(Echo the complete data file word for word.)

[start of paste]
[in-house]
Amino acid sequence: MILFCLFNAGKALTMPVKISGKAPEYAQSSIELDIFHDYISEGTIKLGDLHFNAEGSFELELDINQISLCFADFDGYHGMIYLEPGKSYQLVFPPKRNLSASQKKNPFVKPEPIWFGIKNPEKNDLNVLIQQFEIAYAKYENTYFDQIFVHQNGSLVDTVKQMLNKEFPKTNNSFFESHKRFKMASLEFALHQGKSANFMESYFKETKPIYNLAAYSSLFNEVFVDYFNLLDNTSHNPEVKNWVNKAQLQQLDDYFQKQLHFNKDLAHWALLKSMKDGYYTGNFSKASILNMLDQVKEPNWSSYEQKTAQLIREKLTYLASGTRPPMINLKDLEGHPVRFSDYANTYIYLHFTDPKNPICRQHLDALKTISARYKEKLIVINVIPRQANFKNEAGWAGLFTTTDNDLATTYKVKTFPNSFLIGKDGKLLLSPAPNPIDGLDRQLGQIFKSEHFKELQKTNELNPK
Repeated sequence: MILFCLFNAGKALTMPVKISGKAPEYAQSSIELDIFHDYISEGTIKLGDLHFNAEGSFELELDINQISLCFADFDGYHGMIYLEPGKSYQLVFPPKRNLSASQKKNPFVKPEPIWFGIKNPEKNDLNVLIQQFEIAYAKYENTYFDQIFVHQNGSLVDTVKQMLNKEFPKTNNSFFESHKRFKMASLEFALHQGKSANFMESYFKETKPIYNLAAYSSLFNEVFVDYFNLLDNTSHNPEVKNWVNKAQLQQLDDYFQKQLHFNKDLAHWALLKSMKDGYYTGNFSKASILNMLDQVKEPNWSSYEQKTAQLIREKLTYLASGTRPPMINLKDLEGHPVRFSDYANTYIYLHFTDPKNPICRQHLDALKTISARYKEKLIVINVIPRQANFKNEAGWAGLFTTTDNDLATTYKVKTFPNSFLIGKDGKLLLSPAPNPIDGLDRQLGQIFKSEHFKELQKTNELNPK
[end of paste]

[in-house]
Amino acid sequence: MILFCLFNAGKALTMPVKISGKAPEYAQSSIELDIFHDYISEGTIKLGDLHFNAEGSFELELDINQISLCFADFDGYHGMIYLEPGKSYQLVFPPKRNLSASQKKNPFVKPEPIWFGIKNPEKNDLNVLIQQFEIAYAKYENTYFDQIFVHQNGSLVDTVKQMLNKEFPKTNNSFFESHKRFKMASLEFALHQGKSANFMESYFKETKPIYNLAAYSSLFNEVFVDYFNLLDNTSHNPEVKNWVNKAQLQQLDDYFQKQLHFNKDLAHWALLKSMKDGYYTGNFSKASILNMLDQVKEPNWSSYEQKTAQLIREKLTYLASGTRPPMINLKDLEGHPVRFSDYANTYIYLHFTDPKNPICRQHLDALKTISARYKEKLIVINVIPRQANFKNEAGWAGLFTTTDNDLATTYKVKTFPNSFLIGKDGKLLLSPAPNPIDGLDRQLGQIFKSEHFKELQKTNELNPK
Repeated sequence: MILFCLFNAGKALTMPVKISGKAPEYAQSSIELDIFHDYISEGTIKLGDLHFNAEGSFELELDINQISLCFADFDGYHGMIYLEPGKSYQLVFPPKRNLSASQKKNPFVKPEPIWFGIKNPEKNDLNVLIQQFEIAYAKYENTYFDQIFVHQNGSLVDTVKQMLNKEFPKTNNSFFESHKRFKMASLEFALHQGKSANFMESYFKETKPIYNLAAYSSLFNEVFVDYFNLLDNTSHNPEVKNWVNKAQLQQLDDYFQKQLHFNKDLAHWALLKSMKDGYYTGNFSKASILNMLDQVKEPNWSSYEQKTAQLIREKLTYLASGTRPPMINLKDLEGHPVRFSDYANTYIYLHFTDPKNPICRQHLDALKTISARYKEKLIVINVIPRQANFKNEAGWAGLFTTTDNDLATTYKVKTFPNSFLIGKDGKLLLSPAPNPIDGLDRQLGQIFKSEHFKELQKTNELNPK